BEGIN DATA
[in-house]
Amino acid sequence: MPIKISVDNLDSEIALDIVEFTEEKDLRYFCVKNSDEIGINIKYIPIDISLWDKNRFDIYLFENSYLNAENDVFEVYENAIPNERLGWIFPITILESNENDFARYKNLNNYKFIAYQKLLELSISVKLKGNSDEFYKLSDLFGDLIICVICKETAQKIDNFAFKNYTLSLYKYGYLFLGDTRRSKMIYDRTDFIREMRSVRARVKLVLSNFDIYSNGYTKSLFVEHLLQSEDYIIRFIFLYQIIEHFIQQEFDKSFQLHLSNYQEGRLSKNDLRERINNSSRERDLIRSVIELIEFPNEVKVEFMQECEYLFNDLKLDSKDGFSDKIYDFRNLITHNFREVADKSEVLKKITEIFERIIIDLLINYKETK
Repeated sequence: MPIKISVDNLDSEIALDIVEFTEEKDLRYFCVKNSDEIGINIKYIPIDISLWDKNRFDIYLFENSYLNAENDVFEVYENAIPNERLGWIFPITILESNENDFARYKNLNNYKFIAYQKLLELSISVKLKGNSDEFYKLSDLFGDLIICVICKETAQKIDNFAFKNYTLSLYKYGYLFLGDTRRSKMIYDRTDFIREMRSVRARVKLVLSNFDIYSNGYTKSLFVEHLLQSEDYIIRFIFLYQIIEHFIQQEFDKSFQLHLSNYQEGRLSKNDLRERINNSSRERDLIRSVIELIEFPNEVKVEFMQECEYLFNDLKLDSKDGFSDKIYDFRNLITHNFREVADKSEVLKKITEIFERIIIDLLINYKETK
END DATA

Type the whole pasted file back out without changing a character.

[in-house]
Amino acid sequence: MPIKISVDNLDSEIALDIVEFTEEKDLRYFCVKNSDEIGINIKYIPIDISLWDKNRFDIYLFENSYLNAENDVFEVYENAIPNERLGWIFPITILESNENDFARYKNLNNYKFIAYQKLLELSISVKLKGNSDEFYKLSDLFGDLIICVICKETAQKIDNFAFKNYTLSLYKYGYLFLGDTRRSKMIYDRTDFIREMRSVRARVKLVLSNFDIYSNGYTKSLFVEHLLQSEDYIIRFIFLYQIIEHFIQQEFDKSFQLHLSNYQEGRLSKNDLRERINNSSRERDLIRSVIELIEFPNEVKVEFMQECEYLFNDLKLDSKDGFSDKIYDFRNLITHNFREVADKSEVLKKITEIFERIIIDLLINYKETK
Repeated sequence: MPIKISVDNLDSEIALDIVEFTEEKDLRYFCVKNSDEIGINIKYIPIDISLWDKNRFDIYLFENSYLNAENDVFEVYENAIPNERLGWIFPITILESNENDFARYKNLNNYKFIAYQKLLELSISVKLKGNSDEFYKLSDLFGDLIICVICKETAQKIDNFAFKNYTLSLYKYGYLFLGDTRRSKMIYDRTDFIREMRSVRARVKLVLSNFDIYSNGYTKSLFVEHLLQSEDYIIRFIFLYQIIEHFIQQEFDKSFQLHLSNYQEGRLSKNDLRERINNSSRERDLIRSVIELIEFPNEVKVEFMQECEYLFNDLKLDSKDGFSDKIYDFRNLITHNFREVADKSEVLKKITEIFERIIIDLLINYKETK